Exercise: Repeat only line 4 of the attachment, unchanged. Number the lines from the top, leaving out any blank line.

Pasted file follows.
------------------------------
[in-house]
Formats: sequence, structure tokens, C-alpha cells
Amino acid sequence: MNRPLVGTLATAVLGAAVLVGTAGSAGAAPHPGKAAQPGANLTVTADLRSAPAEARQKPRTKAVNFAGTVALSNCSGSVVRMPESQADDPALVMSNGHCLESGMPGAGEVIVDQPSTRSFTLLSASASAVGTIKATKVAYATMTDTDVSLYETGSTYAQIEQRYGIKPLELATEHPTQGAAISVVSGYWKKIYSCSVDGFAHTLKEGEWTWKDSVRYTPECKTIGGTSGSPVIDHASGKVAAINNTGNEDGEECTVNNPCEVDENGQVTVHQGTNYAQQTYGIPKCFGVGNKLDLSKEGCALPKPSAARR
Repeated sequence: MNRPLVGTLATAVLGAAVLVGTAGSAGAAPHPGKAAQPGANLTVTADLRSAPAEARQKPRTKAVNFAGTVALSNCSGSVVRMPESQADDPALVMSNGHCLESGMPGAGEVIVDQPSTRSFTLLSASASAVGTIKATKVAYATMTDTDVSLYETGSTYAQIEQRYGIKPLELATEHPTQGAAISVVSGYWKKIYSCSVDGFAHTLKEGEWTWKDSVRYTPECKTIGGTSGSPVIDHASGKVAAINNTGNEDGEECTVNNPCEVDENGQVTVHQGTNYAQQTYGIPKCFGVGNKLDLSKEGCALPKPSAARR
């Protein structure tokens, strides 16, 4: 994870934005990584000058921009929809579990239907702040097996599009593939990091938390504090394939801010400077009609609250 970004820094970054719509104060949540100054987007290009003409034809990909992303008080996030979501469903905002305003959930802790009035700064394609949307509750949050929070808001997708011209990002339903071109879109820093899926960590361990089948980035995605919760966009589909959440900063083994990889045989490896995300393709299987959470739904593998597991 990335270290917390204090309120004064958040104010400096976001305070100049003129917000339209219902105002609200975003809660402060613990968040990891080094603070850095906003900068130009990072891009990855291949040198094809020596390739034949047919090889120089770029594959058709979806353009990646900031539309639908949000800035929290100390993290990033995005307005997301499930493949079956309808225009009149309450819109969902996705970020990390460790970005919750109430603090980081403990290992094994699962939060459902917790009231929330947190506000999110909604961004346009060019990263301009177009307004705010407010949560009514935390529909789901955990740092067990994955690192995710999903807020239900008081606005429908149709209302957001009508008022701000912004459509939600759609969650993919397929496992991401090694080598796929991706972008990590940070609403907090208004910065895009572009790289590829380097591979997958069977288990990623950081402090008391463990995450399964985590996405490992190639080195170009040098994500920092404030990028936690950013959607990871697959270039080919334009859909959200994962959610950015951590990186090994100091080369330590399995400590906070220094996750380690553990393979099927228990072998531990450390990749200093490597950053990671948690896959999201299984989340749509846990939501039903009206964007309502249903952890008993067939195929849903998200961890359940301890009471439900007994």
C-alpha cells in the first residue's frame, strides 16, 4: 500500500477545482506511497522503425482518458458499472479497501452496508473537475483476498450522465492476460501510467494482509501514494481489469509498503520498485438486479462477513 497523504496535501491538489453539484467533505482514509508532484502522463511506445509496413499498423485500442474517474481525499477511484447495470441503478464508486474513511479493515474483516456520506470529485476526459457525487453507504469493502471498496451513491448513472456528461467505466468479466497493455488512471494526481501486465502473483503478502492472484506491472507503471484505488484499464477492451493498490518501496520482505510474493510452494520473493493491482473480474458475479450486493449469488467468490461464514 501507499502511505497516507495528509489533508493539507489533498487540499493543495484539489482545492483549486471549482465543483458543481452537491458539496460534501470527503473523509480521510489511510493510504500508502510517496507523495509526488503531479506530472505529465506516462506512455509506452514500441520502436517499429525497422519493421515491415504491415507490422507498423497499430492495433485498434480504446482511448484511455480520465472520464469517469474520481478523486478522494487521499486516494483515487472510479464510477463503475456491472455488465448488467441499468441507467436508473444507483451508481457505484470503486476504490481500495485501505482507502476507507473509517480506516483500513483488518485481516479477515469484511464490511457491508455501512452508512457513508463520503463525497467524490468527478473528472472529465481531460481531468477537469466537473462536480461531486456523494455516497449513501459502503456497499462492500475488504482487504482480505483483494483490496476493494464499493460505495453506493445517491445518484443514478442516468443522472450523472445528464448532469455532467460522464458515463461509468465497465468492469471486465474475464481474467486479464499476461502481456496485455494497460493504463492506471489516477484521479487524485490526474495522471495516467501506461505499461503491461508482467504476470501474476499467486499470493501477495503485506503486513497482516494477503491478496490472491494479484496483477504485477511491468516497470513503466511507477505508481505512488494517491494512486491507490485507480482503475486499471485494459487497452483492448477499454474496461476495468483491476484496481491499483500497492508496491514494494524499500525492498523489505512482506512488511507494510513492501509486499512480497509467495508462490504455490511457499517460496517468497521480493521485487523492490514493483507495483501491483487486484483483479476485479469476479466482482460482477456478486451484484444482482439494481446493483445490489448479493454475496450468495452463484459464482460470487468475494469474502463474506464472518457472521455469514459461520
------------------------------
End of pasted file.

Repeated sequence: MNRPLVGTLATAVLGAAVLVGTAGSAGAAPHPGKAAQPGANLTVTADLRSAPAEARQKPRTKAVNFAGTVALSNCSGSVVRMPESQADDPALVMSNGHCLESGMPGAGEVIVDQPSTRSFTLLSASASAVGTIKATKVAYATMTDTDVSLYETGSTYAQIEQRYGIKPLELATEHPTQGAAISVVSGYWKKIYSCSVDGFAHTLKEGEWTWKDSVRYTPECKTIGGTSGSPVIDHASGKVAAINNTGNEDGEECTVNNPCEVDENGQVTVHQGTNYAQQTYGIPKCFGVGNKLDLSKEGCALPKPSAARR